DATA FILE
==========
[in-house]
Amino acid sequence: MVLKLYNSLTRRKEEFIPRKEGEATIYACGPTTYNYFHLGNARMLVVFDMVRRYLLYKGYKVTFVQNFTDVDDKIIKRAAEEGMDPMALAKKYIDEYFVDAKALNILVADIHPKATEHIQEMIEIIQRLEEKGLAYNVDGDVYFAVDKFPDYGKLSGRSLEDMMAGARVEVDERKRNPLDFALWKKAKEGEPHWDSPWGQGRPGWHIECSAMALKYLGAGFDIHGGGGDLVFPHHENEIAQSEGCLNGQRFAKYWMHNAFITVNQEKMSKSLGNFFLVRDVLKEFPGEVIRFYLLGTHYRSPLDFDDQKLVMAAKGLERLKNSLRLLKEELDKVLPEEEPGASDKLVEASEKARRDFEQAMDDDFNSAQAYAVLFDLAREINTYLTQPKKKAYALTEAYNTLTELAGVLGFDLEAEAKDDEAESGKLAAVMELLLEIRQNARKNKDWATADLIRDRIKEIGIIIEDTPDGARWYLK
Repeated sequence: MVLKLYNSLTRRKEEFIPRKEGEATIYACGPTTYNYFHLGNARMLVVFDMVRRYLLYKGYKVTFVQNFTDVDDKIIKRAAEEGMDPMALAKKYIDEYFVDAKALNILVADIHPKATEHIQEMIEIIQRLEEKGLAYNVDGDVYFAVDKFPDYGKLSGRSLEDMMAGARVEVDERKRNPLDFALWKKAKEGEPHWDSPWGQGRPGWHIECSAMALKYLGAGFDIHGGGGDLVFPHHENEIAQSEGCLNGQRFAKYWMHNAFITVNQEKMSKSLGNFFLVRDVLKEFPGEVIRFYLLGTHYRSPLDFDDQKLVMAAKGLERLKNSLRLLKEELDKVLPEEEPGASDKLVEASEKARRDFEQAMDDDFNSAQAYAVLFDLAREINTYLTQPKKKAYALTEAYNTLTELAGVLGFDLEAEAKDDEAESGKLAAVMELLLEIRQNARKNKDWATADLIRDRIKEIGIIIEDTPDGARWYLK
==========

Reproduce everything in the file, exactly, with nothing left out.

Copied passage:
[in-house]
Amino acid sequence: MVLKLYNSLTRRKEEFIPRKEGEATIYACGPTTYNYFHLGNARMLVVFDMVRRYLLYKGYKVTFVQNFTDVDDKIIKRAAEEGMDPMALAKKYIDEYFVDAKALNILVADIHPKATEHIQEMIEIIQRLEEKGLAYNVDGDVYFAVDKFPDYGKLSGRSLEDMMAGARVEVDERKRNPLDFALWKKAKEGEPHWDSPWGQGRPGWHIECSAMALKYLGAGFDIHGGGGDLVFPHHENEIAQSEGCLNGQRFAKYWMHNAFITVNQEKMSKSLGNFFLVRDVLKEFPGEVIRFYLLGTHYRSPLDFDDQKLVMAAKGLERLKNSLRLLKEELDKVLPEEEPGASDKLVEASEKARRDFEQAMDDDFNSAQAYAVLFDLAREINTYLTQPKKKAYALTEAYNTLTELAGVLGFDLEAEAKDDEAESGKLAAVMELLLEIRQNARKNKDWATADLIRDRIKEIGIIIEDTPDGARWYLK
Repeated sequence: MVLKLYNSLTRRKEEFIPRKEGEATIYACGPTTYNYFHLGNARMLVVFDMVRRYLLYKGYKVTFVQNFTDVDDKIIKRAAEEGMDPMALAKKYIDEYFVDAKALNILVADIHPKATEHIQEMIEIIQRLEEKGLAYNVDGDVYFAVDKFPDYGKLSGRSLEDMMAGARVEVDERKRNPLDFALWKKAKEGEPHWDSPWGQGRPGWHIECSAMALKYLGAGFDIHGGGGDLVFPHHENEIAQSEGCLNGQRFAKYWMHNAFITVNQEKMSKSLGNFFLVRDVLKEFPGEVIRFYLLGTHYRSPLDFDDQKLVMAAKGLERLKNSLRLLKEELDKVLPEEEPGASDKLVEASEKARRDFEQAMDDDFNSAQAYAVLFDLAREINTYLTQPKKKAYALTEAYNTLTELAGVLGFDLEAEAKDDEAESGKLAAVMELLLEIRQNARKNKDWATADLIRDRIKEIGIIIEDTPDGARWYLK